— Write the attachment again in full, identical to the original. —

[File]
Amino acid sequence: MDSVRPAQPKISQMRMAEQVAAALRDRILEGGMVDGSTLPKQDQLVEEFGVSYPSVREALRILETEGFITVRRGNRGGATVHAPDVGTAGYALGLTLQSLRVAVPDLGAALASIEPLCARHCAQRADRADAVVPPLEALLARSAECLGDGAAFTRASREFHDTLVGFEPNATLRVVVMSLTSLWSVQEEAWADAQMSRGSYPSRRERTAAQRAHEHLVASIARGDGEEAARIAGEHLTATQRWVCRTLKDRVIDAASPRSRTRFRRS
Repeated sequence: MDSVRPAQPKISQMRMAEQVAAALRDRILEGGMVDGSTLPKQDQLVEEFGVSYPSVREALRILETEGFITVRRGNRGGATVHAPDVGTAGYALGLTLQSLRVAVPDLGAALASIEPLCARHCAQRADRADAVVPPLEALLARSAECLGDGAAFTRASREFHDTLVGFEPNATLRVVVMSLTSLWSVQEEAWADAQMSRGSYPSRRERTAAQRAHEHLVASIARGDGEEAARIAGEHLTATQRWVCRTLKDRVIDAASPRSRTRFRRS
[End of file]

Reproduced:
Amino acid sequence: MDSVRPAQPKISQMRMAEQVAAALRDRILEGGMVDGSTLPKQDQLVEEFGVSYPSVREALRILETEGFITVRRGNRGGATVHAPDVGTAGYALGLTLQSLRVAVPDLGAALASIEPLCARHCAQRADRADAVVPPLEALLARSAECLGDGAAFTRASREFHDTLVGFEPNATLRVVVMSLTSLWSVQEEAWADAQMSRGSYPSRRERTAAQRAHEHLVASIARGDGEEAARIAGEHLTATQRWVCRTLKDRVIDAASPRSRTRFRRS
Repeated sequence: MDSVRPAQPKISQMRMAEQVAAALRDRILEGGMVDGSTLPKQDQLVEEFGVSYPSVREALRILETEGFITVRRGNRGGATVHAPDVGTAGYALGLTLQSLRVAVPDLGAALASIEPLCARHCAQRADRADAVVPPLEALLARSAECLGDGAAFTRASREFHDTLVGFEPNATLRVVVMSLTSLWSVQEEAWADAQMSRGSYPSRRERTAAQRAHEHLVASIARGDGEEAARIAGEHLTATQRWVCRTLKDRVIDAASPRSRTRFRRS